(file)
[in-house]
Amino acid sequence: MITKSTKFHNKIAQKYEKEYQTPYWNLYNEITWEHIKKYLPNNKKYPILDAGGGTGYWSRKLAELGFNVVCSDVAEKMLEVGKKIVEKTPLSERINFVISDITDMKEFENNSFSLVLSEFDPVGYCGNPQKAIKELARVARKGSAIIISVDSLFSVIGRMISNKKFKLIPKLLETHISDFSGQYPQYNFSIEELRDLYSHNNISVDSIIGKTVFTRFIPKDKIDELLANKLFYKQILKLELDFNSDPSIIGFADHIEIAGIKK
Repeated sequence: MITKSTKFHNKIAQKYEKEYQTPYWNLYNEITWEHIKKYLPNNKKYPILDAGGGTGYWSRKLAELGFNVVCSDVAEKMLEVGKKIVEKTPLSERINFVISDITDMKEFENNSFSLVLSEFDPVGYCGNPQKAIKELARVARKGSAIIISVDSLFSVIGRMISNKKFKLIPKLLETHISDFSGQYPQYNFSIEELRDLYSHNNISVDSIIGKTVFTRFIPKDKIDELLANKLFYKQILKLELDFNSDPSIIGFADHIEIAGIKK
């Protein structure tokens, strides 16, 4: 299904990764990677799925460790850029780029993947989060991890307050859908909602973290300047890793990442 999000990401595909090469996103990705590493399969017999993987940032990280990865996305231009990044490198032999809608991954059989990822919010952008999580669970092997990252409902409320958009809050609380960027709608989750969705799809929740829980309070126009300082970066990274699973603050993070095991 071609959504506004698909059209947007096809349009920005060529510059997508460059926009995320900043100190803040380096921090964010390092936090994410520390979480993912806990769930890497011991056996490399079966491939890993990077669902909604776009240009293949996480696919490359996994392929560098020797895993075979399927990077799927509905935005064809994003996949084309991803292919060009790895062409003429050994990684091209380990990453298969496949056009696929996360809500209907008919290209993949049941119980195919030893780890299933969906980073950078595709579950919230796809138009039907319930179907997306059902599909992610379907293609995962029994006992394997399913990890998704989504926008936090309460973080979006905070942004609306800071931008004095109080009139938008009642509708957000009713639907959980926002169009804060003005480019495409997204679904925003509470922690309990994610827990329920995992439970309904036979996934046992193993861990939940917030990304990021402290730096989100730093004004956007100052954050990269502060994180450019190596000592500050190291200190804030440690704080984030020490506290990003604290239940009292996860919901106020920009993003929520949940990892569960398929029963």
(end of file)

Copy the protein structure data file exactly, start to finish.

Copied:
[in-house]
Amino acid sequence: MITKSTKFHNKIAQKYEKEYQTPYWNLYNEITWEHIKKYLPNNKKYPILDAGGGTGYWSRKLAELGFNVVCSDVAEKMLEVGKKIVEKTPLSERINFVISDITDMKEFENNSFSLVLSEFDPVGYCGNPQKAIKELARVARKGSAIIISVDSLFSVIGRMISNKKFKLIPKLLETHISDFSGQYPQYNFSIEELRDLYSHNNISVDSIIGKTVFTRFIPKDKIDELLANKLFYKQILKLELDFNSDPSIIGFADHIEIAGIKK
Repeated sequence: MITKSTKFHNKIAQKYEKEYQTPYWNLYNEITWEHIKKYLPNNKKYPILDAGGGTGYWSRKLAELGFNVVCSDVAEKMLEVGKKIVEKTPLSERINFVISDITDMKEFENNSFSLVLSEFDPVGYCGNPQKAIKELARVARKGSAIIISVDSLFSVIGRMISNKKFKLIPKLLETHISDFSGQYPQYNFSIEELRDLYSHNNISVDSIIGKTVFTRFIPKDKIDELLANKLFYKQILKLELDFNSDPSIIGFADHIEIAGIKK
């Protein structure tokens, strides 16, 4: 299904990764990677799925460790850029780029993947989060991890307050859908909602973290300047890793990442 999000990401595909090469996103990705590493399969017999993987940032990280990865996305231009990044490198032999809608991954059989990822919010952008999580669970092997990252409902409320958009809050609380960027709608989750969705799809929740829980309070126009300082970066990274699973603050993070095991 071609959504506004698909059209947007096809349009920005060529510059997508460059926009995320900043100190803040380096921090964010390092936090994410520390979480993912806990769930890497011991056996490399079966491939890993990077669902909604776009240009293949996480696919490359996994392929560098020797895993075979399927990077799927509905935005064809994003996949084309991803292919060009790895062409003429050994990684091209380990990453298969496949056009696929996360809500209907008919290209993949049941119980195919030893780890299933969906980073950078595709579950919230796809138009039907319930179907997306059902599909992610379907293609995962029994006992394997399913990890998704989504926008936090309460973080979006905070942004609306800071931008004095109080009139938008009642509708957000009713639907959980926002169009804060003005480019495409997204679904925003509470922690309990994610827990329920995992439970309904036979996934046992193993861990939940917030990304990021402290730096989100730093004004956007100052954050990269502060994180450019190596000592500050190291200190804030440690704080984030020490506290990003604290239940009292996860919901106020920009993003929520949940990892569960398929029963």